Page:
Evolution’s live dealer Texas Holdem Bonus Poker comes with a pair of optional side bets known as the Bonus Bet and the First 5 Jackpot Bet. These wagers are entirely optional. They have no bearing on the base game, nor does the result of the base game have any bearing on the side bets. They can be won or lost irrespective of each other.

Bonus Side Bet

The Bonus bet is based on the player and/or dealer’s hole cards only. The best starting hands in Texas Hold’em are the ones you’re aiming for with this bet, including any pair, or any A with a Jack or better (A-A, A-K, A-Q, A-J), with suited hole cards paying more. You cannot combine the player and dealer cards. Either the player’s and/or dealer’s hand must match one of the winning hands shown in the pay table below.

Hole Cards Payout
A-A, Player’s and Dealer’s Hand 1000 to 1
A-A, Player’s Hand Only 30 to 1
A-K, Suited 25 to 1
A-J or A-Q, Suited 20 to 1
A-K, Mixed Suits 15 to 1
J-J, Q-Q or K-K 10 to 1
A-J or A-Q, Mixed Suits 5 to 1
Any Pair 2-2 thru 10-10 3 to 1

First 5 Jackpot Side Bet

This $1 side bet carries a progressive jackpot, paying out to any hand of high enough rank. Only the player’s hand rank counts towards the First 5 Jackpot bet.

The jackpot grows with every First 5 side bet placed, and pays out 100% of its girth when a Royal Flush is dealt (assuming at least one player made the bet). Since all players are sharing the same hand, all players who have placed the bet will share in an equal portion of the total jackpot. A progressive counter display on the right of the screen will show exactly how much of the jackpot each player is privy to if a Royal Flush is dealt.

The following hand ranks and pay table apply.

Hole Cards Payout
Royal Flush 100% of Jackpot
Straight Flush 2,500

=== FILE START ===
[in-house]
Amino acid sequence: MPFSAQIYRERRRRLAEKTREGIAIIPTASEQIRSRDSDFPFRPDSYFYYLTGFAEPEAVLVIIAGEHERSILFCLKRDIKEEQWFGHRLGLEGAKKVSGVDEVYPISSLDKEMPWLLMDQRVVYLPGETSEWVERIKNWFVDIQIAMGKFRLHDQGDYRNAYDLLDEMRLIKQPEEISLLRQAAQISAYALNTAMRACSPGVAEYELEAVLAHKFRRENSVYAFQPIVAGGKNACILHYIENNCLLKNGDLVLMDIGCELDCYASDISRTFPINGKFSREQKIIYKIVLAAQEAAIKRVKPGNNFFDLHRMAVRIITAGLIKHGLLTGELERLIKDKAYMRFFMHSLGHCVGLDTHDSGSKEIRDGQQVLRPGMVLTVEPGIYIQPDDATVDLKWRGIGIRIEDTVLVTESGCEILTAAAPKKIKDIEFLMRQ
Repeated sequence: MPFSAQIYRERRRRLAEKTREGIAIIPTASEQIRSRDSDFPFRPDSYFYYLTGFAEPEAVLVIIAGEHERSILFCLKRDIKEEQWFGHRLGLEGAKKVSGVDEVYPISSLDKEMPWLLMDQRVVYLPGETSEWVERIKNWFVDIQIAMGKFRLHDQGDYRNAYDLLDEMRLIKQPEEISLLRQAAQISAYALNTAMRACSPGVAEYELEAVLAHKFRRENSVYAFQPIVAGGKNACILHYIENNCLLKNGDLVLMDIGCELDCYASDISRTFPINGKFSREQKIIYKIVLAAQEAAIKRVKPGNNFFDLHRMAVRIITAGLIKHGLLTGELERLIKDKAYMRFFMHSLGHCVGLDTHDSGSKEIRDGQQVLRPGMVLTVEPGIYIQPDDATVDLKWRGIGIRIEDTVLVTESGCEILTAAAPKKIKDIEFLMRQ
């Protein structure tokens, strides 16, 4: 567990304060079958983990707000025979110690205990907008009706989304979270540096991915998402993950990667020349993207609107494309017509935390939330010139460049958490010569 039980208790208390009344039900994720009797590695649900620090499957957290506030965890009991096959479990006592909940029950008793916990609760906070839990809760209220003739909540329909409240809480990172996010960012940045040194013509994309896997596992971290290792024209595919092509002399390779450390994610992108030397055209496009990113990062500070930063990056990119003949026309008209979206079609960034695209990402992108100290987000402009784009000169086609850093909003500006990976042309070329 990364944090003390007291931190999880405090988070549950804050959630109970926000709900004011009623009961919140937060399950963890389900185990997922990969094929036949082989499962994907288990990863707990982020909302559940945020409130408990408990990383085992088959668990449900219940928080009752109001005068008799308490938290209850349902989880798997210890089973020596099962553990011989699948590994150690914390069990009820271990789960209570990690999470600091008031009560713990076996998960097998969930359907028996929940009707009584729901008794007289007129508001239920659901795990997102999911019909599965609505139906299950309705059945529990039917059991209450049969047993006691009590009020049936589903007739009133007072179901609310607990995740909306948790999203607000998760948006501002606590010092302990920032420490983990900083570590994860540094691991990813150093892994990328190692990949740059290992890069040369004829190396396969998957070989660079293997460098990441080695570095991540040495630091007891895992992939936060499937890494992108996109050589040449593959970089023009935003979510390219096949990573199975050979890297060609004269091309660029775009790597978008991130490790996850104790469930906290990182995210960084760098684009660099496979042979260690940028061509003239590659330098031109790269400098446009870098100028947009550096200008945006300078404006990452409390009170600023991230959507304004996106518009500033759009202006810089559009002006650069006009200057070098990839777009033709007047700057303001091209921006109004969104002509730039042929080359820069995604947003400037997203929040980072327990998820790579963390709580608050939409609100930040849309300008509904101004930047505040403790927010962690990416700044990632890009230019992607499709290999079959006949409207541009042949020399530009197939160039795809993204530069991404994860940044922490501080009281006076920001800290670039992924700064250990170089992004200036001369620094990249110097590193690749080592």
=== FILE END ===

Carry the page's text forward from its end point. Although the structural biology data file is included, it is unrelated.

4 of a Kind 250
Full House 50
Flush 25
Straight 10
3 of a Kind 3

Overall RTP

Each eligible bet within this game carries its own theoretical return to player. The Play bets have the highest return rate of 99.47%. The Ante bet only has an RTP of 97.96%, but is required in order to get the higher RTP on any Play bets.

The side bets are sucker bets, of course. The Bonus side bet will net you an RTP of 91.46%, equivalent to a house edge of 8.54%. If you think that’s bad, the First 5 Jackpot is far worse at 81.84% RTP (house edge 18.16%).

Don’t be fooled into making this bet. Many players feel the urge to place it, thinking the odds of winning at least a share of the jackpot will be so much higher with a large number of players participating, but it is nothing like the Bad Beat Jackpots on a traditional live Texas Holdem game (PvP). There is only one player hand being dealt – not one hand to each active player. The odds of a Royal Flush being dealt are still an incredibly low 1 in 43,316, no matter how many players are at the table.

written by Grameister777 \\ tags: , , , , , ,

Jan 30

It’s WPT Canada Style! The World Poker Tour Fallsview Poker Classic is coming to Ontario in February.